The LINE OF SIGHT describes in specific terms the connection between each of the following elements:
The key organization goals/strategy that the training is intended to support.

The team or individual results that need to be achieved to contribute to those goals.

The most critical on the job situations (moments of truth) where better performance will lead to better team or individual results.

The learning outcomes from the training that will equip the trainees to be effective in those on the job situations.

The impact map is a simple graphically lean and clear tool for capturing the line of sight.

The impact map is an essential communication tool used to drive vital dialogues that captures the essential logic of the training. This helps stakeholders understand and revise if necessary, and agree on the business logic for the training.

Combined with the impact map the dialogue can be used to explore all of the following vital questions and issues:
Are the goals important?
Are other goals more important right now?
Should these other goals be pursued instead of these?
What is the financial value of improvement on these goals?
Given the likely costs for the training, how much improvement on the business goal is needed to cover expenses for the training?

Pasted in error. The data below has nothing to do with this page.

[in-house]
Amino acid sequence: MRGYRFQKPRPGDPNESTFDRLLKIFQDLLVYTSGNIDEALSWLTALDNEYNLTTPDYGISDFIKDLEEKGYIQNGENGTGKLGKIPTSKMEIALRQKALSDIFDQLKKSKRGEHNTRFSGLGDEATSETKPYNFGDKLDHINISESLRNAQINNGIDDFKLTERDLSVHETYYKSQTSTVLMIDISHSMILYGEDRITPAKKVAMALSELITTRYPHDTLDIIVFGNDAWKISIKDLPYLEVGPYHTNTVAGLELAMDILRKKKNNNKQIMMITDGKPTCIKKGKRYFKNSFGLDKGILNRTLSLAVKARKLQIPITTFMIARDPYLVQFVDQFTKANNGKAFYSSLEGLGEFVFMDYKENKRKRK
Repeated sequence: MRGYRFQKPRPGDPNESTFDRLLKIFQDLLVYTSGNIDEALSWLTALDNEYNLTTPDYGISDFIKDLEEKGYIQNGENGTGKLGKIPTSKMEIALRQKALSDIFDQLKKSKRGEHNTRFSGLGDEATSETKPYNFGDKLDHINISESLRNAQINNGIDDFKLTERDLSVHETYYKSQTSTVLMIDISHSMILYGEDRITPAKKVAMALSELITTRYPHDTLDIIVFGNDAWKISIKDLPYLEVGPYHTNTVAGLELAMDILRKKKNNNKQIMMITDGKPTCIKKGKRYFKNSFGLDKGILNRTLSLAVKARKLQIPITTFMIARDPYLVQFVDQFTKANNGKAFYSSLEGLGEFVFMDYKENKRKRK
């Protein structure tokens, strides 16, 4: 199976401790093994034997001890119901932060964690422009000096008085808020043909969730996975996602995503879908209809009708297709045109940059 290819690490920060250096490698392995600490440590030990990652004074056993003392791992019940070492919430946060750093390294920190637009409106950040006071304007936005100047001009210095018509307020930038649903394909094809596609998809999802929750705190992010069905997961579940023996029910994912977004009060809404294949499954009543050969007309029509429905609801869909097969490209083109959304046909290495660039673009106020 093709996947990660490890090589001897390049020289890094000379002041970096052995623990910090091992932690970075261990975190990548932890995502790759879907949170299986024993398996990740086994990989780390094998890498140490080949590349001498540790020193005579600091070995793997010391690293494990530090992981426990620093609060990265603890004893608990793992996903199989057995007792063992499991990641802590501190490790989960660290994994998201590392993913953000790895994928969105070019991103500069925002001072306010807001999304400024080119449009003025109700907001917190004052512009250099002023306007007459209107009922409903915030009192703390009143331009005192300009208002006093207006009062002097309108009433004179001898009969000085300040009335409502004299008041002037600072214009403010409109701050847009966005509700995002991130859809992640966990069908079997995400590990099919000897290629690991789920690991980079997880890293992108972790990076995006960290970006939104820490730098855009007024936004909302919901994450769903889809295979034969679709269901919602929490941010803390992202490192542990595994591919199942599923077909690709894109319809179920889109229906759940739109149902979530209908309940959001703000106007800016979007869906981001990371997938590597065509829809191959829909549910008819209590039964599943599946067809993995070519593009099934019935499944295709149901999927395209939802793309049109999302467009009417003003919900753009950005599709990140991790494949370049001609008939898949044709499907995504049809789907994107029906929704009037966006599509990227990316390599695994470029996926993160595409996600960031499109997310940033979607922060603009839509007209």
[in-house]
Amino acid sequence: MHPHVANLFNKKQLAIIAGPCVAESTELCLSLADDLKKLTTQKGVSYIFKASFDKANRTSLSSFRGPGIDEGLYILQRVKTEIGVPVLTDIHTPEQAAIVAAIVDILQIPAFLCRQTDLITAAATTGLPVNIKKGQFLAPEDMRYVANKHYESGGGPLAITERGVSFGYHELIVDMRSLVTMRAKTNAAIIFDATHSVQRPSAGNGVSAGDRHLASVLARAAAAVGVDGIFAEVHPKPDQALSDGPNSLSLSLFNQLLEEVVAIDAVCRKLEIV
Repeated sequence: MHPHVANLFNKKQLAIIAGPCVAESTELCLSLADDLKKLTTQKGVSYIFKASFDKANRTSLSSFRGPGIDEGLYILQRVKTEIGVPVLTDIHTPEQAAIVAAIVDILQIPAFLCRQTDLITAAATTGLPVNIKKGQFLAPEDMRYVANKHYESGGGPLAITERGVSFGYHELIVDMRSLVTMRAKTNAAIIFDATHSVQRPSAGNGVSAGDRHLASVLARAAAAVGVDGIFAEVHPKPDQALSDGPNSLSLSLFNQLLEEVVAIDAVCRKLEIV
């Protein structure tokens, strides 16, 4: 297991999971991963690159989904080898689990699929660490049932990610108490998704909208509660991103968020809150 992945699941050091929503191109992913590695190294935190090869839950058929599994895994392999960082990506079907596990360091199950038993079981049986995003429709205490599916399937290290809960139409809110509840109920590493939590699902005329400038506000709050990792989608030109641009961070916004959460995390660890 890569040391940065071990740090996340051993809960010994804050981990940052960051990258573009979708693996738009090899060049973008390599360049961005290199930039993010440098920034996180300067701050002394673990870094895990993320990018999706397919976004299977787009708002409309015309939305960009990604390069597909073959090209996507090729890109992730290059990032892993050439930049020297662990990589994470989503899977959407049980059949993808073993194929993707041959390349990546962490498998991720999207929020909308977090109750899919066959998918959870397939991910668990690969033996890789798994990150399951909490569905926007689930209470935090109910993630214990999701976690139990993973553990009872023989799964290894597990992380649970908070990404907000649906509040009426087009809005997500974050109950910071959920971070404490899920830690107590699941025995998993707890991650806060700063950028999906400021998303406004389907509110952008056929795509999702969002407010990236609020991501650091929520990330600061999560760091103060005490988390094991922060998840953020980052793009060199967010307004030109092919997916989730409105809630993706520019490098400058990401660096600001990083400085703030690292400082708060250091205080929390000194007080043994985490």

Is this much improvement likely to be achieved?
Are these job results important to achieving the business goals?
Would other job results be more important to focus on?
How are we currently performing on these results?
How much improvement on these results would it take to make a worthwhile contribution to the business goals we are aiming for?
Are there other more efficient and effective ways to achieve these job results (e.g. coaching, incentives, job redesign, tools or technology)?
Do the employees and their managers understand, pay attention to and buy into these results?
Are these the right actions to help drive the results we are aiming for?
Do the employees know they are supposed to do these things?
How well are people currently performing these actions?
Are there other more efficient and effective ways to get people to perform better on these actions (e.g. coaching, incentives, job redesign, tools or technology)?
Would the learning capabilities that the training targets helps employees perform these actions?